By David Swanson
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A Short History of Cahiers du Cinema

This article is over 12 years, 4 months old
Emilie Bickerton, Verso, £12.99
Issue 346

The influential French film journal Cahiers du Cinéma effectively invented serious film criticism when it started in the 1950s.

It was intimately connected with the French New Wave of Jean-Luc Godard and François Truffaut who wrote for it before going on to make their own films. It embraced May 1968 in France, became explicitly Marxist, and for a period was home to debates on art and revolution by film makers and critics with an intensity rarely seen since the Russian Revolution.

This excellent short book traces the magazine’s journey from the early days through to its eventual decline into “another banal mouthpiece” for the latest Oscar hopeful.

Cahiers began by developing ideas such as auteur theory, which emphasised the importance of the individual director, and the semi-mysterious concept of “mise-en-scène”, essentially an attempt to analyse visual style. Marxists would generally respond to auteur theory along the lines of Bertolt Brecht, “Caesar beat the Gauls. Was there not even a cook in his army?”, yet the theory does reflect an element of truth.

You can tell when you’re watching a film by, say, Robert Bresson or Andrei Tarkovsky or Godard. But more important than the debate itself was that such ideas gave birth to a film theory which judged film as film, took it seriously as an art form and analysed its particular form and content together.

In those early days Cahiers was un-political; the Algerian War only gets one mention in its pages during the 1950s. But this changed with the increasing radicalisation of the 1960s, reaching its peak in 1968, when the cinema world, along with wider French society, was swept up in collective organisation and class confrontation.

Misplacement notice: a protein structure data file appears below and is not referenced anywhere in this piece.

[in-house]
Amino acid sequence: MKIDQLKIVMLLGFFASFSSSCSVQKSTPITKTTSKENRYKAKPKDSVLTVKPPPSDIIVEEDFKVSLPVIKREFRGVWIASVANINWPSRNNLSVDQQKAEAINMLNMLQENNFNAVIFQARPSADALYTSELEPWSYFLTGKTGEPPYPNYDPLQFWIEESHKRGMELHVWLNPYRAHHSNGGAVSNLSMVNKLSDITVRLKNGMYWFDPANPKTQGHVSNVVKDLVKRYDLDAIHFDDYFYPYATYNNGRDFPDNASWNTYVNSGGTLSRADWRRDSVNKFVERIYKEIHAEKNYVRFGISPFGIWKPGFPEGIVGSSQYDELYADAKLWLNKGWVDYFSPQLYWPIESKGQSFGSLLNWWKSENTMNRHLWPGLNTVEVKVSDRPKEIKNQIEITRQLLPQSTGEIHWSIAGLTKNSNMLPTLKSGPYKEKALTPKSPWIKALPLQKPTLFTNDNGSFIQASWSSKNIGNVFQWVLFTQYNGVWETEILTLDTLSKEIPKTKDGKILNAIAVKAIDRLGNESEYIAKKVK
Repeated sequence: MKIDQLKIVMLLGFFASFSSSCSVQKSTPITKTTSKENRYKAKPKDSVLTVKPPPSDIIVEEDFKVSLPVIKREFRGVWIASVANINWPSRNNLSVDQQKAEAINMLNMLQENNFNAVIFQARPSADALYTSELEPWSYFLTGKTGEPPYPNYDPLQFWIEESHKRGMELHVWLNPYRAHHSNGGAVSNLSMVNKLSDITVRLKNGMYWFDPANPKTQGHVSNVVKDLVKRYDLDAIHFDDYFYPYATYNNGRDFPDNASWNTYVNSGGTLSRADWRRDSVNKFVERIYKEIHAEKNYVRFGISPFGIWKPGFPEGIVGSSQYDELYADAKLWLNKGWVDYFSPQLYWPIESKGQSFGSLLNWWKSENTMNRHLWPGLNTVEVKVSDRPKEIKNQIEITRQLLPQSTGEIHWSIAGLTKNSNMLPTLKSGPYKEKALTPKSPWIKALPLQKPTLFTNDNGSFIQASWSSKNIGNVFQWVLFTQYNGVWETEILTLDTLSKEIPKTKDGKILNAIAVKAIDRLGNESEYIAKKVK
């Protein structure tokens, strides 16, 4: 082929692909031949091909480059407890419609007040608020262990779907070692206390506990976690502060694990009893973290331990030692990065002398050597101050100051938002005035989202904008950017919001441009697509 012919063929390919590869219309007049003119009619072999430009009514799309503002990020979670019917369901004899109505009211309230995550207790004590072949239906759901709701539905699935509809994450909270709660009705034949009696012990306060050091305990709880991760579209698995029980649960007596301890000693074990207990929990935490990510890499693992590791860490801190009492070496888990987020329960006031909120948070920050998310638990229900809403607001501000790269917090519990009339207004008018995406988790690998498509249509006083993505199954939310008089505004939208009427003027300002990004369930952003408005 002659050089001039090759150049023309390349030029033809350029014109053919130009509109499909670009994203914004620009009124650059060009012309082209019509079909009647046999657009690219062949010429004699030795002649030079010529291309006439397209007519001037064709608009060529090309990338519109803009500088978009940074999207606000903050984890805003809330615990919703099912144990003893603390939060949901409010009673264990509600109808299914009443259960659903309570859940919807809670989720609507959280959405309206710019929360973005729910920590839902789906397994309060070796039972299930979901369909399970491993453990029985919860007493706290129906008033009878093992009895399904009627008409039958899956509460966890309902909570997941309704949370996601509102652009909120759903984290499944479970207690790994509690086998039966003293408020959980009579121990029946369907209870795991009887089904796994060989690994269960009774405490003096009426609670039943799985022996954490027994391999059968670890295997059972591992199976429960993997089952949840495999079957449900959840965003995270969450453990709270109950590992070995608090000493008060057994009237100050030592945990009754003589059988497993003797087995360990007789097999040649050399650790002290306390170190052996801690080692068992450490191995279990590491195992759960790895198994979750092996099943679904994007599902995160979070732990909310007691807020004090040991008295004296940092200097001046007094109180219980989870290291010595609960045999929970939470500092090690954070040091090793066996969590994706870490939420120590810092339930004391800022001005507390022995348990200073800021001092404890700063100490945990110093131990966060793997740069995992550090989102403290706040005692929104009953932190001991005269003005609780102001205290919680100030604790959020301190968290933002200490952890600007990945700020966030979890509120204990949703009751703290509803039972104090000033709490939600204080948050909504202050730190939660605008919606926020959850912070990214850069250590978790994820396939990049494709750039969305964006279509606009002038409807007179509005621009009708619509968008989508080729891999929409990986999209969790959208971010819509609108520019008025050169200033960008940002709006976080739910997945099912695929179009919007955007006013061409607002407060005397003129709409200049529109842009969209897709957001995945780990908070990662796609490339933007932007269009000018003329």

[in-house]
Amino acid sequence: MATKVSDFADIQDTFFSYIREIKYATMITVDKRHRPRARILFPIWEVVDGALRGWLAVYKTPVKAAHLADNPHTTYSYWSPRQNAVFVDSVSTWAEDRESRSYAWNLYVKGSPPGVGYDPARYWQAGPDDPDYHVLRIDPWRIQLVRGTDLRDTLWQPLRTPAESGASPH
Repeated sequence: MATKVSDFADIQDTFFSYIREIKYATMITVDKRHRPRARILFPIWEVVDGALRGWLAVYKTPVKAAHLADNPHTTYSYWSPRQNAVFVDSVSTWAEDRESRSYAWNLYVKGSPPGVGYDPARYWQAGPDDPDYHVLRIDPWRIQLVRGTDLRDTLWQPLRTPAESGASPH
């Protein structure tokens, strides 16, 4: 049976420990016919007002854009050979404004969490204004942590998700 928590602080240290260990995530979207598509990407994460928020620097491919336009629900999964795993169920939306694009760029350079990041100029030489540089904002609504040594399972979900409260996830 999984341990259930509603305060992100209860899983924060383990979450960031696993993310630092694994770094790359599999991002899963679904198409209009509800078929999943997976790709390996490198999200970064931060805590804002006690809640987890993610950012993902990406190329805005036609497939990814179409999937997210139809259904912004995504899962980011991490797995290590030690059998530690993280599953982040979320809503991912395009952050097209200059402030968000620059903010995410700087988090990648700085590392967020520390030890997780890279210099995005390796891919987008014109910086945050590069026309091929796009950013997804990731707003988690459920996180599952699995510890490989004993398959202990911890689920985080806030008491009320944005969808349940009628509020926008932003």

In parallel, an analytical shift occurs, away from the early auteur theory and towards an emphasis on contextualising film in terms of how it is produced and understood. These processes led them back to the ideas of the Russian avant-garde of the 1920s, to Sergei Eisenstein and Dziga Vertov.

Sadly, a retreating movement can lead the most enthusiastic participants into giving up or becoming ultra-left. Post-1968, Cahiers went with the latter in the form of Maoism and became the film criticism equivalent of the Red Brigades. Despite occasional flashes of brilliance, the journal never really recovered.

Emilie Bickerton’s book provides an enjoyable overview of the many individuals and ideas connected with Cahiers over the years, and it is a useful springboard to finding out more. Many of the old magazine articles can be found online for free if you do enough digging and it is worth the effort. Easier to find are their top ten lists for each year. Watch as many as possible, immerse yourself in great cinema like they did, and then go make some films.

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